NATO Council Secretary Speaks

Expect the war in Afghanistan—the longest military engagement in both Canadian and American history—to continue for a “very long” time, said Edmund Whiteside, North Atlantic Treaty Organization Council Secretary.

Speaking to a Concordia University classroom on Oct. 25, Whiteside addressed NATO’s stance on terrorism, the war in Afghanistan and the proliferation of nuclear arms.

The organization’s current focus is on the threat of transnational terrorism, made all the more pressing since the 9/11 attacks. The concretization of Iranian nuclear proliferation has also had an effect on NATO policies.

“You cannot face security in isolation and divide it up into geographic organizations, and you can’t solve problems of security alone,” said Whiteside.

He went on to discuss Al-Qaeda and NATO’s ensuing ventures in Afghanistan, stating that the country is beset by corruption, illiteracy and illicit drug trafficking. Ninety-three per cent of the world’s supply of heroin is grown in Afghanistan.

“Afghanistan will be a very long military venture,” he said.

According to Whiteside, the country, 185th poorest in the world, is looking for very simple progress but this progress will take several more years to achieve. NATO is looking to open an important dialogue with the sovereign nation.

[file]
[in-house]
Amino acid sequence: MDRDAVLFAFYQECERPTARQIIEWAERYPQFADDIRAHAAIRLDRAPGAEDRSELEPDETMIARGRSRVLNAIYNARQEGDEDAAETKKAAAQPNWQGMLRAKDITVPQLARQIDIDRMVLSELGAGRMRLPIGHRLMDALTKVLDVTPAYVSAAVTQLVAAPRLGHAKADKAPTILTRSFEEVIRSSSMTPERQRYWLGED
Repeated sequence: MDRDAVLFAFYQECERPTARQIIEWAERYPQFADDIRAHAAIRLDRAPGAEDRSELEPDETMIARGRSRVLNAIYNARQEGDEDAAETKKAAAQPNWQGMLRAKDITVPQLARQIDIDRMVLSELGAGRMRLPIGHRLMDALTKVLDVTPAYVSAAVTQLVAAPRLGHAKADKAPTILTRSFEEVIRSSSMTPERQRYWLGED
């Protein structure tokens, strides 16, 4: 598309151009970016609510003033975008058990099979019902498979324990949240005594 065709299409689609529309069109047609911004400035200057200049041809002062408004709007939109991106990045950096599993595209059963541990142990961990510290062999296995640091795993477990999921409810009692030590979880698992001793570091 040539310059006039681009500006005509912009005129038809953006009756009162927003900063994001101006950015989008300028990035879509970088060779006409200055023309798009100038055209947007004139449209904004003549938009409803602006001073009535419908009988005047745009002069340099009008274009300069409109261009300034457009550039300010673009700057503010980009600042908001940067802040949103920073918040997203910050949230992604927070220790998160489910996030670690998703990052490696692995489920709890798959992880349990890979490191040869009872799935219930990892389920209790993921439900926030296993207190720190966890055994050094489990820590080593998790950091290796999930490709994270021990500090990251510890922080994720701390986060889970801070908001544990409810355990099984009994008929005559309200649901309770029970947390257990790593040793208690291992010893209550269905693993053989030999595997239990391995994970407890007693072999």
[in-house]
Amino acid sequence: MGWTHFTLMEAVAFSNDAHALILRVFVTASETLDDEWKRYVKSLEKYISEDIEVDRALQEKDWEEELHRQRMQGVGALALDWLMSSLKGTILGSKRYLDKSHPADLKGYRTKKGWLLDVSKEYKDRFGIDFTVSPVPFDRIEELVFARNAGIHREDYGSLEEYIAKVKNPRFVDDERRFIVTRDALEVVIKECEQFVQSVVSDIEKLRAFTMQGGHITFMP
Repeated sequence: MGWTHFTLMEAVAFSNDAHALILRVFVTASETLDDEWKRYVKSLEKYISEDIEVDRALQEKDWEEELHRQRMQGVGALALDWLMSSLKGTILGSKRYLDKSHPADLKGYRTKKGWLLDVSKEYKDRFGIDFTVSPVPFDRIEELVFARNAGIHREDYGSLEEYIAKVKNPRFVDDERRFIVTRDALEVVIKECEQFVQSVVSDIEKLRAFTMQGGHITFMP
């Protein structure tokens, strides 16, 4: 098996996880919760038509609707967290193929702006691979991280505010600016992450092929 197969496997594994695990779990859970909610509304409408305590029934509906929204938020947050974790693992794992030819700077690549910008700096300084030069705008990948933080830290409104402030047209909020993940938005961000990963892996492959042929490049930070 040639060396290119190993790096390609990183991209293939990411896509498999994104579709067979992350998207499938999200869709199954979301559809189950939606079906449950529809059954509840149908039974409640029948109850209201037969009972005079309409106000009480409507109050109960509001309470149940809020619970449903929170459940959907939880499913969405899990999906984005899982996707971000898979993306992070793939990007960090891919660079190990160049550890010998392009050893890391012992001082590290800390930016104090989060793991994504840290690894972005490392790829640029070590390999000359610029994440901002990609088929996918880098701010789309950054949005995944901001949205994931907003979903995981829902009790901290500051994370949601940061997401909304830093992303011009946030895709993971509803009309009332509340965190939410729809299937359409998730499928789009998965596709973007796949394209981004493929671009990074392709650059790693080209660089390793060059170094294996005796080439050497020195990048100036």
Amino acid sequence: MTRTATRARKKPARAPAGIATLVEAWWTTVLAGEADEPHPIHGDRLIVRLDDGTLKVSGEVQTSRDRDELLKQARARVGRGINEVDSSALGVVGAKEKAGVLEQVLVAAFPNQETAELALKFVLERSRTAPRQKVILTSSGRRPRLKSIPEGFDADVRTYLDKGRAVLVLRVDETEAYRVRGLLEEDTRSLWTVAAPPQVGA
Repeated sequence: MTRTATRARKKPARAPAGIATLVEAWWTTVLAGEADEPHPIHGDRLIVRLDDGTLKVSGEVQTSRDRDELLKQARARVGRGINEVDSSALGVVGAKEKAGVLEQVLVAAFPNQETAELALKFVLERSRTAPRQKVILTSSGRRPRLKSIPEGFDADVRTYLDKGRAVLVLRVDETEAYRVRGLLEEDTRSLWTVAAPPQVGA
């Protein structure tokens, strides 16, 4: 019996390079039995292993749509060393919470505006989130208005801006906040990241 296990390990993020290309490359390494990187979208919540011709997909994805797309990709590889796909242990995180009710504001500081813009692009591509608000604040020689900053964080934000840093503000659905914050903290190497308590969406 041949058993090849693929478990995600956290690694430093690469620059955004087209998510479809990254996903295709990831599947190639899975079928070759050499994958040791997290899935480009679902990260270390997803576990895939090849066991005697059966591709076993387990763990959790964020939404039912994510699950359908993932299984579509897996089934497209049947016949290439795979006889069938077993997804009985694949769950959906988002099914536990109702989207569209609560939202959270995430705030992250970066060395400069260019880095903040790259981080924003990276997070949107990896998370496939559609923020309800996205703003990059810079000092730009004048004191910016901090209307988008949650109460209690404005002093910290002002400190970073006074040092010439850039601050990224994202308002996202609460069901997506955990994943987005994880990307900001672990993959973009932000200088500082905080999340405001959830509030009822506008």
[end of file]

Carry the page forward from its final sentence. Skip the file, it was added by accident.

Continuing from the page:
“What it is that people want when they talk to you is to be listened to,” he said. “We talk down to them, but they just want to talk with us.”

He also admitted that aid money from NATO member states, which had previously been fuelling an insurgency during the Afghan-Soviet war, is now seen very cynically as a “proxy war” with the Soviet Union.
“We need to develop [Afghanistan], but let’s be frank,” he continued, “It’s because our security is at play.”

The second portion of Whiteside’s lecture dealt with the nuclear non-proliferation treaty.

In 1969, the International Atomic Energy Agency created a pact between China, the USSR, the US, France and the United Kingdom, giving them the right to continue the development of nuclear energy for peace, but not armament.

The non-proliferation treaty, however, is not without imperfections.

“[The treaty] is not a universal regime, and is haunted by the fact that it isn’t,” said Whiteside. “Allowing countries to not sign on leads to a no-man’s land.”

The secretary elucidated the widespread fear that countries such as Iran would opt out of the treaty and start creating nuclear weapons.

“We like to think our vulnerabilities are mitigated by the police, by insurance policies, or by our parents. There is no way to mitigate vulnerability to ballistic missile capabilities,” he said.

Twenty-five countries currently possess short- and long-range missiles, the most powerful of which can travel 3,000 kilometres in just over 830 seconds. With such frightening statistics at hand, world forces have recently been calling for the development of ballistic defence technology.

Defence technology, however, is a controversial political question that comes with ethical debates and a price tag.

“Canada says that it doesn’t need ballistic missiles,” the secretary finished. “But Canada is part of a nuclear policy alliance. There’s no getting around that, there’s no blaming the US. When we get it wrong, people remember.”